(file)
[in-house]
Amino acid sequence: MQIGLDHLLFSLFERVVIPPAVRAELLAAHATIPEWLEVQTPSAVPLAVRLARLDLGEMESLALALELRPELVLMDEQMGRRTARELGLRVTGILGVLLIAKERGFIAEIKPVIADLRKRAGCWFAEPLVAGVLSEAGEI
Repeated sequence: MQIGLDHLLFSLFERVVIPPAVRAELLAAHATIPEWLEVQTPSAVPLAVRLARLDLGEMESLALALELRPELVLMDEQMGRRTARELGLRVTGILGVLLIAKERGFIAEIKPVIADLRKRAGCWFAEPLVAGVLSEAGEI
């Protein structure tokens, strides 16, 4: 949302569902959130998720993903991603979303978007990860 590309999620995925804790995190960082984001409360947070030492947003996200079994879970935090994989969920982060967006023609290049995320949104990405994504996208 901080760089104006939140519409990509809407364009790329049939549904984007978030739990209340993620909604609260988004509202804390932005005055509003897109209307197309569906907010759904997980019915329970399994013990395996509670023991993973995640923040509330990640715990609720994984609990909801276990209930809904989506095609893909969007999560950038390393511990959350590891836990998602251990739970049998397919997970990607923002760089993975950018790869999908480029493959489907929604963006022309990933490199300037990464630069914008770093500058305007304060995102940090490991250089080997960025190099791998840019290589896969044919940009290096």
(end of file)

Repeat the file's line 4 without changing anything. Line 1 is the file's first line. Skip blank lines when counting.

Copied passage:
């Protein structure tokens, strides 16, 4: 949302569902959130998720993903991603979303978007990860 590309999620995925804790995190960082984001409360947070030492947003996200079994879970935090994989969920982060967006023609290049995320949104990405994504996208 901080760089104006939140519409990509809407364009790329049939549904984007978030739990209340993620909604609260988004509202804390932005005055509003897109209307197309569906907010759904997980019915329970399994013990395996509670023991993973995640923040509330990640715990609720994984609990909801276990209930809904989506095609893909969007999560950038390393511990959350590891836990998602251990739970049998397919997970990607923002760089993975950018790869999908480029493959489907929604963006022309990933490199300037990464630069914008770093500058305007304060995102940090490991250089080997960025190099791998840019290589896969044919940009290096």